A first-team All-SEC performer Brown averaged 19.9 points and 4.4 rebounds per game for the Tigers, leading the SEC in scoring while shooting 46.7% from the field and 41.0% from beyond the arc. Brown ranked seventh in the SEC in field goal percentage, with Alabama’s Trevor Releford (5th) and Ole Miss’ Jarvis Summers (6th) being the only guards ahead of him in that statistical category.
“This was a step I needed to take in order to make the most educated decision possible with regards to my NBA opportunities,” Brown said in a statement released by Missouri. “My time here at Mizzou has been incredible. This is a special place and a second home for me. However, I must approach this looking at the bigger picture. This is a decision that impacts my family as well and that is most important to me.”
Brown’s best individual performance this season came in an 84-79 loss to Kentucky on February 1, as he scored 33 points on 10-for-17 shooting from the field. Brown reached double figures in every game with the exception of one, as he scored eight points in the Tigers’ SEC tournament loss to Tennessee.
In 25 games as a sophomore after transferring in from Oregon, Brown averaged 13.7 points and 3.4 rebounds per game with 24 starts. He, Clarkson and Earnest Ross combined to score 51.4 points per game this season, with Missouri averaging 72.9 points per game as a team.
DraftExpress.com rates Brown as the 11th best junior and lists him as a second round pick in this summer’s NBA Draft.
Arizona commit Terrance Ferguson has been known as one of the best dunkers in the country for the last few years. So you knew the 6-foot-6 wing was going to attempt the latest internet dunk craze that’s been going around.
Some call it the, “5-point play” in which the dunker makes a 3-pointer and immediately sprints following the shot release to catch the make for an under-the-legs dunk.
It’s as tough as it sounds and Ferguson makes it look easy.
Bol Bol is the son of former NBA center Manute Bol, and the younger Bol is earning quite a bit of attention himself as a five-star prospect in the Class of 2018.
The 6-foot-11 Bol showed off some of his freakish coordination and athleticism on Friday night, by ripping a steal and taking it coast-to-coast for an under-the-legs dunk in the middle of a game at the Jayhawk Invitational.
Bol will be one of the players to watch this spring as he plays with KC Run GMC.
Iowa State guard Naz Mitrou-Long gets hardship waiver to play additional year
“Everything happens for a reason and although it hurt to not be able to play for a group of guys I loved last year, my body needed time to recover and that time off allowed me to feel the best I’ve felt since my freshman year,” Mitrou-Long said in the release. “I’m glad I’ll be able to play for the best fans in the country and represent the name on the front of my jersey, Iowa State, one more year. Words can’t describe this feeling. Cyclone Nation, be ready for a special year.”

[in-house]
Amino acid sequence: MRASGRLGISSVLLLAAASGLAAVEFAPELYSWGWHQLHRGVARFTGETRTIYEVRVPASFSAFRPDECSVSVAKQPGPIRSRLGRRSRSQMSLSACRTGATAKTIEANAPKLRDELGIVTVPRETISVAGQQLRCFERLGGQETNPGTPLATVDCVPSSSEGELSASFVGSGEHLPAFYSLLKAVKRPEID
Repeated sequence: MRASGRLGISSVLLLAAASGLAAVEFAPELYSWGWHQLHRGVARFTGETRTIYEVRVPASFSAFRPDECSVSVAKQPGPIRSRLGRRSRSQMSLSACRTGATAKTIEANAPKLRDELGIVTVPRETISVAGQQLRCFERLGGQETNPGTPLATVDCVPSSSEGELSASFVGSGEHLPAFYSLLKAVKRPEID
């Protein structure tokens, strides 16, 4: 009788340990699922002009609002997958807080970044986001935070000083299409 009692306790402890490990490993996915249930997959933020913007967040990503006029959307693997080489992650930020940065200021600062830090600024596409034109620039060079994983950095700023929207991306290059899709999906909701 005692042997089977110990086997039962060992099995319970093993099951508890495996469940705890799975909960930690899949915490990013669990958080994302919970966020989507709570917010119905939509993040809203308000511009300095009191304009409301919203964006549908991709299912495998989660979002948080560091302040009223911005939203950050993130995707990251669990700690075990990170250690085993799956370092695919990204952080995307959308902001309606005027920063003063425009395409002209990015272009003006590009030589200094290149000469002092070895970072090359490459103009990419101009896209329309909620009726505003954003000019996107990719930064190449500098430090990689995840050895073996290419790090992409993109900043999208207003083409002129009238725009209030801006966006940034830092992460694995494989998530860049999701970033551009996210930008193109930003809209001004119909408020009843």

The 6-foot-4 Long played in eight games last season for Iowa State as he averaged 12 points per game. He missed the rest of the season to deal with pain in his surgically repaired hips. Mitrou-Long has been a very effective three-point shooter during his career at Iowa State and he should be a nice option to have for next season if he’s healthy.
CIAA will stay in North Carolina despite state’s LGBT law
CHARLOTTE, N.C. (AP) The Central Intercollegiate Athletic Association says it won’t move its headquarters, its basketball tournament or other conference championships from North Carolina, despite the state’s controversial new LGBT law.
The CIAA said in a statement Thursday that it will instead partner with the NCAA to educate its members on lesbian, gay, bisexual and transgender issues as it does on other issues, like graduation rates and concussion management.
The Charlotte Observer reports that the CIAA, the oldest African-American sports conference in the U.S., has hosted its annual basketball tournament in Charlotte since 2006 and announced it was moving its headquarters to Charlotte from Virginia in 2015.
The CIAA said Thursday that it will continue to “monitor the issues,” as it has since House Bill 2 passed.
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